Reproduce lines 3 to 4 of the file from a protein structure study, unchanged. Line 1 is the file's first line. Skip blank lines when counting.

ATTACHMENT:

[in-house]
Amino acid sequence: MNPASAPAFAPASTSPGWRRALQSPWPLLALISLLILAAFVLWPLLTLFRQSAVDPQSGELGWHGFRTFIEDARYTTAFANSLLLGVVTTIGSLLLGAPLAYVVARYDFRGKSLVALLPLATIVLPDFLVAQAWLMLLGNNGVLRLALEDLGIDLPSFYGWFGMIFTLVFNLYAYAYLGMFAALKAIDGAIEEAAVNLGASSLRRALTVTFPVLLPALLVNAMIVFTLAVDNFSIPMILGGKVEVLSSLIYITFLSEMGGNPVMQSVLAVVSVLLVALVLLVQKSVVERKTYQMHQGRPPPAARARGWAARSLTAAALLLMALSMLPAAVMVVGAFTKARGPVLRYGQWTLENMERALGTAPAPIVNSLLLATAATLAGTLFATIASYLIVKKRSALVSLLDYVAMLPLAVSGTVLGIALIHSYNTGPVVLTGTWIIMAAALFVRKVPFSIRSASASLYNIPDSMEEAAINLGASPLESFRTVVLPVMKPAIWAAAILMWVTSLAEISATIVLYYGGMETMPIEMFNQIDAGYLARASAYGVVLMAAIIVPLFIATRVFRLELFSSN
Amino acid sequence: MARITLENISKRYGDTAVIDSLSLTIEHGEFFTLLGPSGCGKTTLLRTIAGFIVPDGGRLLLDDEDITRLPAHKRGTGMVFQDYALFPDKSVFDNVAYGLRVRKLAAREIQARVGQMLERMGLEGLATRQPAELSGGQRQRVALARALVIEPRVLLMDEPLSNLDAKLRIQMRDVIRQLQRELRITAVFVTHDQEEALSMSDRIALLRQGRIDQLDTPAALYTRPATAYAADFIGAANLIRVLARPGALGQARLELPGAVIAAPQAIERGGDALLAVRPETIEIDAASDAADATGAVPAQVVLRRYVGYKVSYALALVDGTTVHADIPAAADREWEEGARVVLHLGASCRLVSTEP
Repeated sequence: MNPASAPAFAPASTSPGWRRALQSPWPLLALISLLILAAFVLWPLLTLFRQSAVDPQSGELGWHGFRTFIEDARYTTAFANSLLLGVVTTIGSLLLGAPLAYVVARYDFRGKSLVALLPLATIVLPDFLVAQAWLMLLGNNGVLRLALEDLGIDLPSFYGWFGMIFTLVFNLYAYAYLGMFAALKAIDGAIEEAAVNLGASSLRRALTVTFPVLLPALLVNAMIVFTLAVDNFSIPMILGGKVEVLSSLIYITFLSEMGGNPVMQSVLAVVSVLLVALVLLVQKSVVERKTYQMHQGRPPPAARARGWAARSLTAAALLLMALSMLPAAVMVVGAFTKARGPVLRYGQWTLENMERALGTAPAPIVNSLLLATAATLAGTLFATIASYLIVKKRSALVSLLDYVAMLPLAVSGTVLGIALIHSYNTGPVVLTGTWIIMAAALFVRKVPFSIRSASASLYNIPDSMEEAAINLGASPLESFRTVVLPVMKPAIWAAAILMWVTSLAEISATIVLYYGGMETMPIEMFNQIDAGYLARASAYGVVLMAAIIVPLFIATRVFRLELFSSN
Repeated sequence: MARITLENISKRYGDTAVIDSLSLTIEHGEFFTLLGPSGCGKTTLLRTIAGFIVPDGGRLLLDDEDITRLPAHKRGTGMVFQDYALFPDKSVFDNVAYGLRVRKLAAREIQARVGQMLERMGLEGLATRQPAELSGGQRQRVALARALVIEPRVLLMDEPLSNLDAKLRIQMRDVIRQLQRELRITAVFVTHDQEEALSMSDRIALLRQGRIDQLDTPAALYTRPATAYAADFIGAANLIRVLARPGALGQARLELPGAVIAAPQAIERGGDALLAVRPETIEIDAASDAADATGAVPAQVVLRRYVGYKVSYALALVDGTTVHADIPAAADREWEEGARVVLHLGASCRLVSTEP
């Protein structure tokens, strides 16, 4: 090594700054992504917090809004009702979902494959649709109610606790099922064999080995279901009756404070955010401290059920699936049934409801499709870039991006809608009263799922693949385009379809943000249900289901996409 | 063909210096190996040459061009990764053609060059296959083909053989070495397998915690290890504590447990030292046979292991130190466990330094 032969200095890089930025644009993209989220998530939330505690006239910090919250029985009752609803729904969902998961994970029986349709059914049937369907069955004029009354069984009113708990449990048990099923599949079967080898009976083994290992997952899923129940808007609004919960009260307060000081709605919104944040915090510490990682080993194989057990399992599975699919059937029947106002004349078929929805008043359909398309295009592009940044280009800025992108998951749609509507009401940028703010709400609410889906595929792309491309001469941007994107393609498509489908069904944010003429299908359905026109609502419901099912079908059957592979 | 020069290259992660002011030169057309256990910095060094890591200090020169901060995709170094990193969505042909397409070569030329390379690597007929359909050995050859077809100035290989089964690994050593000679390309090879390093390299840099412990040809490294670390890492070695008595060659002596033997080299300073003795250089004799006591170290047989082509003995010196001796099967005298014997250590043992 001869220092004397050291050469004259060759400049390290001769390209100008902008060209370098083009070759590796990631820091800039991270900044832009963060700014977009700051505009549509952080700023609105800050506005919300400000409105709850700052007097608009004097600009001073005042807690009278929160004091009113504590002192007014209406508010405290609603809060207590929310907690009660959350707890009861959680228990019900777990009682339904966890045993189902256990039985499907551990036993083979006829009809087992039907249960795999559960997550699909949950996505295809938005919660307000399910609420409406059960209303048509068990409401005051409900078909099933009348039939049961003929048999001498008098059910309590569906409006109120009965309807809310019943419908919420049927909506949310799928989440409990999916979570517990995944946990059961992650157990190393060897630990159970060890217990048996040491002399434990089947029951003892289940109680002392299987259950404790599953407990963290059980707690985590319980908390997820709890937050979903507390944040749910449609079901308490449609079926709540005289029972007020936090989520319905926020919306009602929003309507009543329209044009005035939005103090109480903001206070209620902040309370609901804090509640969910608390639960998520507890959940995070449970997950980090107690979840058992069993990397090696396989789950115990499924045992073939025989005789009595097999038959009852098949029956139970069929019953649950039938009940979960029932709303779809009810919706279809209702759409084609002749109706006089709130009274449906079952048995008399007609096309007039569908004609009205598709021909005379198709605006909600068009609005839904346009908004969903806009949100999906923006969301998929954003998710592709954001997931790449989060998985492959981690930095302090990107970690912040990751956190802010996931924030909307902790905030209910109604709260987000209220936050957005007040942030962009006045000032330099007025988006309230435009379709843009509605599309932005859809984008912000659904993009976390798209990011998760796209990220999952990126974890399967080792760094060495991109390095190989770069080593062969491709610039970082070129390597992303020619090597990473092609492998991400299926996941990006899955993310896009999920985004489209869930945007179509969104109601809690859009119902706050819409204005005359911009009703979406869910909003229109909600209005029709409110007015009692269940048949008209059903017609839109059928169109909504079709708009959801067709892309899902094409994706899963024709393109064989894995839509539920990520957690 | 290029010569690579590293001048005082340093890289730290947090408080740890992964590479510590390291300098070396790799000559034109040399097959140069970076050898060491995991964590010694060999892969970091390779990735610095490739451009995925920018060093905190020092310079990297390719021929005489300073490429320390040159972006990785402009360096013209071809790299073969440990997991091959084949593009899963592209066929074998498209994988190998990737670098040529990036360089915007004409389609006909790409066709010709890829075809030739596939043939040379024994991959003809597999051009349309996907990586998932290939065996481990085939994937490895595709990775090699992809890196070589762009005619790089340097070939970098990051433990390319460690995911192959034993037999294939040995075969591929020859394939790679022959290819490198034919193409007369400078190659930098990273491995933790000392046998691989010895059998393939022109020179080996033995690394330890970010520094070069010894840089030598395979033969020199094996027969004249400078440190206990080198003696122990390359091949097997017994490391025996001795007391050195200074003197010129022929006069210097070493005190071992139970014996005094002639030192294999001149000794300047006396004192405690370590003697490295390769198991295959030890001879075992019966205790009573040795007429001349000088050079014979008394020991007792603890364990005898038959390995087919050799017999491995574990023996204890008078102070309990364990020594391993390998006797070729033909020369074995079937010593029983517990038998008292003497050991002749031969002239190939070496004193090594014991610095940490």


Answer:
Amino acid sequence: MARITLENISKRYGDTAVIDSLSLTIEHGEFFTLLGPSGCGKTTLLRTIAGFIVPDGGRLLLDDEDITRLPAHKRGTGMVFQDYALFPDKSVFDNVAYGLRVRKLAAREIQARVGQMLERMGLEGLATRQPAELSGGQRQRVALARALVIEPRVLLMDEPLSNLDAKLRIQMRDVIRQLQRELRITAVFVTHDQEEALSMSDRIALLRQGRIDQLDTPAALYTRPATAYAADFIGAANLIRVLARPGALGQARLELPGAVIAAPQAIERGGDALLAVRPETIEIDAASDAADATGAVPAQVVLRRYVGYKVSYALALVDGTTVHADIPAAADREWEEGARVVLHLGASCRLVSTEP
Repeated sequence: MNPASAPAFAPASTSPGWRRALQSPWPLLALISLLILAAFVLWPLLTLFRQSAVDPQSGELGWHGFRTFIEDARYTTAFANSLLLGVVTTIGSLLLGAPLAYVVARYDFRGKSLVALLPLATIVLPDFLVAQAWLMLLGNNGVLRLALEDLGIDLPSFYGWFGMIFTLVFNLYAYAYLGMFAALKAIDGAIEEAAVNLGASSLRRALTVTFPVLLPALLVNAMIVFTLAVDNFSIPMILGGKVEVLSSLIYITFLSEMGGNPVMQSVLAVVSVLLVALVLLVQKSVVERKTYQMHQGRPPPAARARGWAARSLTAAALLLMALSMLPAAVMVVGAFTKARGPVLRYGQWTLENMERALGTAPAPIVNSLLLATAATLAGTLFATIASYLIVKKRSALVSLLDYVAMLPLAVSGTVLGIALIHSYNTGPVVLTGTWIIMAAALFVRKVPFSIRSASASLYNIPDSMEEAAINLGASPLESFRTVVLPVMKPAIWAAAILMWVTSLAEISATIVLYYGGMETMPIEMFNQIDAGYLARASAYGVVLMAAIIVPLFIATRVFRLELFSSN